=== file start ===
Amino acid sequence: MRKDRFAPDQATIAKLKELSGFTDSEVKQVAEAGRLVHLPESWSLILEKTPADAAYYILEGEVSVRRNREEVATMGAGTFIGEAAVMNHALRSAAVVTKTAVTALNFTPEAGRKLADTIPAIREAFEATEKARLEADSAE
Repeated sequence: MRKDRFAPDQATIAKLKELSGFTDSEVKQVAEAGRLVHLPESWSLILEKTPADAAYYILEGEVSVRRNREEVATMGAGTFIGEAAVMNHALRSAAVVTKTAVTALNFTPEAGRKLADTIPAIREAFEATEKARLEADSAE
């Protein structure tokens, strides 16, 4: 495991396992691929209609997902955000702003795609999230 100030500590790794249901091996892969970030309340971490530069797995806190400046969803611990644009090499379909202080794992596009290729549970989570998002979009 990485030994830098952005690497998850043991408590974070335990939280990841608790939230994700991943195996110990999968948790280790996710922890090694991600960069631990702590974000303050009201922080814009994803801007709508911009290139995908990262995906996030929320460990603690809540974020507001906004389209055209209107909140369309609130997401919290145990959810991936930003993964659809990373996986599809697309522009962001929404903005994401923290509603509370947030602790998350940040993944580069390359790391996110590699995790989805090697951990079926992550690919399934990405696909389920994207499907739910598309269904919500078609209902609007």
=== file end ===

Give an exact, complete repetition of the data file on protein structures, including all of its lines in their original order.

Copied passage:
Amino acid sequence: MRKDRFAPDQATIAKLKELSGFTDSEVKQVAEAGRLVHLPESWSLILEKTPADAAYYILEGEVSVRRNREEVATMGAGTFIGEAAVMNHALRSAAVVTKTAVTALNFTPEAGRKLADTIPAIREAFEATEKARLEADSAE
Repeated sequence: MRKDRFAPDQATIAKLKELSGFTDSEVKQVAEAGRLVHLPESWSLILEKTPADAAYYILEGEVSVRRNREEVATMGAGTFIGEAAVMNHALRSAAVVTKTAVTALNFTPEAGRKLADTIPAIREAFEATEKARLEADSAE
């Protein structure tokens, strides 16, 4: 495991396992691929209609997902955000702003795609999230 100030500590790794249901091996892969970030309340971490530069797995806190400046969803611990644009090499379909202080794992596009290729549970989570998002979009 990485030994830098952005690497998850043991408590974070335990939280990841608790939230994700991943195996110990999968948790280790996710922890090694991600960069631990702590974000303050009201922080814009994803801007709508911009290139995908990262995906996030929320460990603690809540974020507001906004389209055209209107909140369309609130997401919290145990959810991936930003993964659809990373996986599809697309522009962001929404903005994401923290509603509370947030602790998350940040993944580069390359790391996110590699995790989805090697951990079926992550690919399934990405696909389920994207499907739910598309269904919500078609209902609007």